MFG Day helps local students gain insight into manufacturing • Current Edition

More than 300 students got a taste of manufacturing on October 7 during MFG Day, which was designed to introduce related careers to the next generation of workers.

MFG Day, an initiative of The Manufacturing Institute and supported by the National Manufacturers Association, took place on October 7 and brought 315 students to INDEX Corporation in Noblesville, where the students were able to tour the facilities. The company is a machining manufacturer and employs 70 people in Noblesville, said John Huntzer, marketing coordinator at INDEX Corporation.

About 65 students from Creekside Middle School in Carmel, Hamilton Heights Middle School in Arcadia, and Legacy Christian School in Noblesville visited Conner Prairie to learn about the history of manufacturing and then toured the INDEX Company, where students visited various stations to learn about the use of technology, robots, and cobots in advanced manufacturing environments.

“This is a great example of the innovative approach the Pursuit Institute takes to vocational and technical education. Centered on collaboration with Conner Prairie, INDEX, Helmer Scientific, RZ Automation and Schafer, we are engaging middle school students from across Hamilton County in a truly unique experience centered around advanced manufacturing and innovation,” said Kyle Marshall. , deputy director of the Pursuit Institute.

In addition to students from the Pursuit Institute, formerly the Hamilton County Center for Career Achievement, the INDEX Corporation hosted 250 students from Noblesville High School, KIPP Indy Public Schools, Vincennes University and Aviation Institute of Maintenance. Cris Taylor, President and CEO of INDEX Corporation, said exposing students to the world of manufacturing is one of his passions.

Taylor said he wanted students to know that manufacturing is not dirty, smelly work and high tech.

“It’s become an incredibly interesting career,” Taylor said, noting that individuals can earn high salaries.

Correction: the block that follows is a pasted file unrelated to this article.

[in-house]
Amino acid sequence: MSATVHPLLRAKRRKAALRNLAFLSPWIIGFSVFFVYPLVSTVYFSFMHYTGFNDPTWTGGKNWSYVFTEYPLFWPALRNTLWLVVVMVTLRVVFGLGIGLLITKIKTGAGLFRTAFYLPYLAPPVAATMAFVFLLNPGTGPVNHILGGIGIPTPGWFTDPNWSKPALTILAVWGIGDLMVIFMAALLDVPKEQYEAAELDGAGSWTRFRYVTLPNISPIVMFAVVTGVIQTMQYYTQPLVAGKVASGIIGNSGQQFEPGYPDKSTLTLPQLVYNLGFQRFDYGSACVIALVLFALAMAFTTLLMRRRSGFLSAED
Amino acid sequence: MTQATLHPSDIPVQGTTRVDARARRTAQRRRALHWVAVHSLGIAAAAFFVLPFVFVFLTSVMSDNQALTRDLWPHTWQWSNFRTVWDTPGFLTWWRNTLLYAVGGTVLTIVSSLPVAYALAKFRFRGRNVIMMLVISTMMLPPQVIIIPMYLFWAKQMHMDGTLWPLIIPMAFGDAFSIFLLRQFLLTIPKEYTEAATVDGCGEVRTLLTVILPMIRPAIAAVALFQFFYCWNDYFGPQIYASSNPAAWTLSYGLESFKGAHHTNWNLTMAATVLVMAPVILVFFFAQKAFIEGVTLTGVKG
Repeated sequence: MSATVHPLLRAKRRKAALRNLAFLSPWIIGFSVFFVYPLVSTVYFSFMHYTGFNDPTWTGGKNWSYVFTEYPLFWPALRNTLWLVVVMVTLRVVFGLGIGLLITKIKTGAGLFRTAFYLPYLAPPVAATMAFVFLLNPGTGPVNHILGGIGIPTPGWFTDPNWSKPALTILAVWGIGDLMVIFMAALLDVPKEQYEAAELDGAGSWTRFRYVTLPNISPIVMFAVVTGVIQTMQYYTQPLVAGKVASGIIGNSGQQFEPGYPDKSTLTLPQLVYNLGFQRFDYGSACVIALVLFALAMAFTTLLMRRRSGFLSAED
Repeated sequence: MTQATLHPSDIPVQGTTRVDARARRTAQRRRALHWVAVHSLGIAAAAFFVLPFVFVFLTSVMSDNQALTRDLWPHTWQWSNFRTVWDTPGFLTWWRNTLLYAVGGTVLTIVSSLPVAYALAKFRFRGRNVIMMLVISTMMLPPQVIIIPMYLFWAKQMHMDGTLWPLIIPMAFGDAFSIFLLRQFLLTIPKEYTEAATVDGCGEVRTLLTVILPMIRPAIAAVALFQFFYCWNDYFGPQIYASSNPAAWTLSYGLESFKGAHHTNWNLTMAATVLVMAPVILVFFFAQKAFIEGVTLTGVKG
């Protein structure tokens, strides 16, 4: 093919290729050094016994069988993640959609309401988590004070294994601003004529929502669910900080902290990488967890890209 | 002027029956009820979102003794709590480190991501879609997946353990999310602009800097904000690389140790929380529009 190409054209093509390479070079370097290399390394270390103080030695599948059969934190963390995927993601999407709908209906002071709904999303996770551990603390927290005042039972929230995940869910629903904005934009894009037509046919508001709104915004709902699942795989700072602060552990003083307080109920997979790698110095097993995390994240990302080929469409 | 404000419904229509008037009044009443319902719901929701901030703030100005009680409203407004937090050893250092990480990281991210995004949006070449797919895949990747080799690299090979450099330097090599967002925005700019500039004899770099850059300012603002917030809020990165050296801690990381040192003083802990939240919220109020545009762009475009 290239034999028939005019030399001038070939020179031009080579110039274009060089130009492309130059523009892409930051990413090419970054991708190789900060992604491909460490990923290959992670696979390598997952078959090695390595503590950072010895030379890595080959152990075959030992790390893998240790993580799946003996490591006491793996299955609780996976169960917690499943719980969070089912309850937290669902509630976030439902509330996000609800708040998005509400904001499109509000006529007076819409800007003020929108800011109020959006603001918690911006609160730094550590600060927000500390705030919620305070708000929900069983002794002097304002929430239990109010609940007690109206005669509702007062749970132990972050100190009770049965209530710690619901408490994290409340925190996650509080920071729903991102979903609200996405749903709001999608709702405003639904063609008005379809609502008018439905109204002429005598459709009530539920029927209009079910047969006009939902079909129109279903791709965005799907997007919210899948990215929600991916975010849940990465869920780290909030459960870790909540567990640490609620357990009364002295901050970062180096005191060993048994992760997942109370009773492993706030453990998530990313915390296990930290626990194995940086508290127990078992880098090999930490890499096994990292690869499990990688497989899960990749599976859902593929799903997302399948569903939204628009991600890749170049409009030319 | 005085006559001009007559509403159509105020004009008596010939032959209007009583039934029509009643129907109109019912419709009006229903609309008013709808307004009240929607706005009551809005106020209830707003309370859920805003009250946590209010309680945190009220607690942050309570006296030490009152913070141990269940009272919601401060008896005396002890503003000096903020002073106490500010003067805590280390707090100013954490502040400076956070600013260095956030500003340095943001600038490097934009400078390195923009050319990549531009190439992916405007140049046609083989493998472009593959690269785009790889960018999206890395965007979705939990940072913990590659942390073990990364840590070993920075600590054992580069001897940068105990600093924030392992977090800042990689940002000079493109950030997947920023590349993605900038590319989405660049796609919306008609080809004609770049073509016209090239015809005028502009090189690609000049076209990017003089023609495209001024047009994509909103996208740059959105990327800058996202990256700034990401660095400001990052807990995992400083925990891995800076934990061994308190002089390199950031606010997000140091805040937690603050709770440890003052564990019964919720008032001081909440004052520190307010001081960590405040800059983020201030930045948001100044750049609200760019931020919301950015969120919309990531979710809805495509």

On average, there are about 800,000 jobs open per month in manufacturing nationwide, with the average annual income of US manufacturing employees in 2020 being $92,832, according to the National Association of Manufacturers. There were 834,000 job openings in July, according to NAM.

Branden Reinert, materials specialist at INDEX Corporation, was among employees discussing his role in the company as students toured stations around the facility. Reinert has worked at INDEX Corporation for about 10 years and said making the facility available to students has given them the opportunity to see what manufacturing is all about.

“You kind of have an idea of ​​the things that are going on,” Reinert said. “That’s what keeps everything going. Manufacturing is what makes the parts for everything.

Taylor also said it was important to get young people interested in manufacturing as a possible career, especially as people continue to retire. He added that students don’t necessarily need a college degree to get into manufacturing, noting that he didn’t have a college education and eventually ended up becoming president and chief executive officer. direction of INDEX.

Taylor offered advice to people considering a career in manufacturing and encouraged them to explore different companies and what they have to offer.

“See what alternative careers you can do to get into manufacturing,” he said.